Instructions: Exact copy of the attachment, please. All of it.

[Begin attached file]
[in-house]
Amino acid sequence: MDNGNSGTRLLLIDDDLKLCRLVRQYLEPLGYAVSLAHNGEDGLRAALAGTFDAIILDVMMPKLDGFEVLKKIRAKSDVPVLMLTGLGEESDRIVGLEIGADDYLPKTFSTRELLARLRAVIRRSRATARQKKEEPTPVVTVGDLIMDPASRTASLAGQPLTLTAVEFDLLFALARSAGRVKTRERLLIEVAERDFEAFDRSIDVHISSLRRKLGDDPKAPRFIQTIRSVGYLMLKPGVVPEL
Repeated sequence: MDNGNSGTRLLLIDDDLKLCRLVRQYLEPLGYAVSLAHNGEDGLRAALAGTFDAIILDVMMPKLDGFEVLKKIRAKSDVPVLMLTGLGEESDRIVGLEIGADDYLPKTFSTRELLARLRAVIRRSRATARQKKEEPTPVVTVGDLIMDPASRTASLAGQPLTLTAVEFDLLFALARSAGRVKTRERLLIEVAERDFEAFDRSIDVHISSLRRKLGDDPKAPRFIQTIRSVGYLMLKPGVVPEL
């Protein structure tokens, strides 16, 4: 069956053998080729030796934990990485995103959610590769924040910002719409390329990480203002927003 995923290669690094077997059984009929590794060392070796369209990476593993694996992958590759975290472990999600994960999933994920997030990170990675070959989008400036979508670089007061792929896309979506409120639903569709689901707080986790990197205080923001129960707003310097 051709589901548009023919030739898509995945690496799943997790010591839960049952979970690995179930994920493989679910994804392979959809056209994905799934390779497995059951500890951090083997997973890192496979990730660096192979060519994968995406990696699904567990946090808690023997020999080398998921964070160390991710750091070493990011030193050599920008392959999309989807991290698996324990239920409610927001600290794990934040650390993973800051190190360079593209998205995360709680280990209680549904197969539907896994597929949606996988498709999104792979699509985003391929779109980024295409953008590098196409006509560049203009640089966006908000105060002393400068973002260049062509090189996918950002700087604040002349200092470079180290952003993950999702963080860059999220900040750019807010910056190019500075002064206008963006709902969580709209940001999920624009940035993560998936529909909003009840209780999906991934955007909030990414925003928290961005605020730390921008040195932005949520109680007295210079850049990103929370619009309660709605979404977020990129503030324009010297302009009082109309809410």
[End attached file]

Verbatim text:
[in-house]
Amino acid sequence: MDNGNSGTRLLLIDDDLKLCRLVRQYLEPLGYAVSLAHNGEDGLRAALAGTFDAIILDVMMPKLDGFEVLKKIRAKSDVPVLMLTGLGEESDRIVGLEIGADDYLPKTFSTRELLARLRAVIRRSRATARQKKEEPTPVVTVGDLIMDPASRTASLAGQPLTLTAVEFDLLFALARSAGRVKTRERLLIEVAERDFEAFDRSIDVHISSLRRKLGDDPKAPRFIQTIRSVGYLMLKPGVVPEL
Repeated sequence: MDNGNSGTRLLLIDDDLKLCRLVRQYLEPLGYAVSLAHNGEDGLRAALAGTFDAIILDVMMPKLDGFEVLKKIRAKSDVPVLMLTGLGEESDRIVGLEIGADDYLPKTFSTRELLARLRAVIRRSRATARQKKEEPTPVVTVGDLIMDPASRTASLAGQPLTLTAVEFDLLFALARSAGRVKTRERLLIEVAERDFEAFDRSIDVHISSLRRKLGDDPKAPRFIQTIRSVGYLMLKPGVVPEL
């Protein structure tokens, strides 16, 4: 069956053998080729030796934990990485995103959610590769924040910002719409390329990480203002927003 995923290669690094077997059984009929590794060392070796369209990476593993694996992958590759975290472990999600994960999933994920997030990170990675070959989008400036979508670089007061792929896309979506409120639903569709689901707080986790990197205080923001129960707003310097 051709589901548009023919030739898509995945690496799943997790010591839960049952979970690995179930994920493989679910994804392979959809056209994905799934390779497995059951500890951090083997997973890192496979990730660096192979060519994968995406990696699904567990946090808690023997020999080398998921964070160390991710750091070493990011030193050599920008392959999309989807991290698996324990239920409610927001600290794990934040650390993973800051190190360079593209998205995360709680280990209680549904197969539907896994597929949606996988498709999104792979699509985003391929779109980024295409953008590098196409006509560049203009640089966006908000105060002393400068973002260049062509090189996918950002700087604040002349200092470079180290952003993950999702963080860059999220900040750019807010910056190019500075002064206008963006709902969580709209940001999920624009940035993560998936529909909003009840209780999906991934955007909030990414925003928290961005605020730390921008040195932005949520109680007295210079850049990103929370619009309660709605979404977020990129503030324009010297302009009082109309809410």